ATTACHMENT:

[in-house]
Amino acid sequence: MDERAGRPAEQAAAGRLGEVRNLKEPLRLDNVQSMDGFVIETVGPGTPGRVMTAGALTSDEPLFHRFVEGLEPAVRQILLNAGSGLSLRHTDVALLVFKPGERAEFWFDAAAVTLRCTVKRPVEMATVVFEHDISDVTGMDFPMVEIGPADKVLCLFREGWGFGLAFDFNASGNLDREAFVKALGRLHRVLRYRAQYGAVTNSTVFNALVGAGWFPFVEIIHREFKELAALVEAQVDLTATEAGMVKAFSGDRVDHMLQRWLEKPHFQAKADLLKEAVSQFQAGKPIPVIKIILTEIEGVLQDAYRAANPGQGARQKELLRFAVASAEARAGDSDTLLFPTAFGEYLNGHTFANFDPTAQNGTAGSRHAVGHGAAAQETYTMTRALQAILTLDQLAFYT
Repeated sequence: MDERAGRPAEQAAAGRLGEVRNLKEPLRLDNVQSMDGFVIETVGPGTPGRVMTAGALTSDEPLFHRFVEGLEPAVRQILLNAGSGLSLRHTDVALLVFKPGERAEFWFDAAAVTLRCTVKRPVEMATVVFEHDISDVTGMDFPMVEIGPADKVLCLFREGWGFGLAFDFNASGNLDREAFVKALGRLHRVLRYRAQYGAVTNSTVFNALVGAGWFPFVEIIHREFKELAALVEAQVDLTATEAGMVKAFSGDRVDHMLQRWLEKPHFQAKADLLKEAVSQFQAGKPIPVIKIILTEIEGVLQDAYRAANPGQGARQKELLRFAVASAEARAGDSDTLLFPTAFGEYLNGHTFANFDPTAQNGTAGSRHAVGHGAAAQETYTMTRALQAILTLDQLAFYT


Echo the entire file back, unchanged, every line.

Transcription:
[in-house]
Amino acid sequence: MDERAGRPAEQAAAGRLGEVRNLKEPLRLDNVQSMDGFVIETVGPGTPGRVMTAGALTSDEPLFHRFVEGLEPAVRQILLNAGSGLSLRHTDVALLVFKPGERAEFWFDAAAVTLRCTVKRPVEMATVVFEHDISDVTGMDFPMVEIGPADKVLCLFREGWGFGLAFDFNASGNLDREAFVKALGRLHRVLRYRAQYGAVTNSTVFNALVGAGWFPFVEIIHREFKELAALVEAQVDLTATEAGMVKAFSGDRVDHMLQRWLEKPHFQAKADLLKEAVSQFQAGKPIPVIKIILTEIEGVLQDAYRAANPGQGARQKELLRFAVASAEARAGDSDTLLFPTAFGEYLNGHTFANFDPTAQNGTAGSRHAVGHGAAAQETYTMTRALQAILTLDQLAFYT
Repeated sequence: MDERAGRPAEQAAAGRLGEVRNLKEPLRLDNVQSMDGFVIETVGPGTPGRVMTAGALTSDEPLFHRFVEGLEPAVRQILLNAGSGLSLRHTDVALLVFKPGERAEFWFDAAAVTLRCTVKRPVEMATVVFEHDISDVTGMDFPMVEIGPADKVLCLFREGWGFGLAFDFNASGNLDREAFVKALGRLHRVLRYRAQYGAVTNSTVFNALVGAGWFPFVEIIHREFKELAALVEAQVDLTATEAGMVKAFSGDRVDHMLQRWLEKPHFQAKADLLKEAVSQFQAGKPIPVIKIILTEIEGVLQDAYRAANPGQGARQKELLRFAVASAEARAGDSDTLLFPTAFGEYLNGHTFANFDPTAQNGTAGSRHAVGHGAAAQETYTMTRALQAILTLDQLAFYT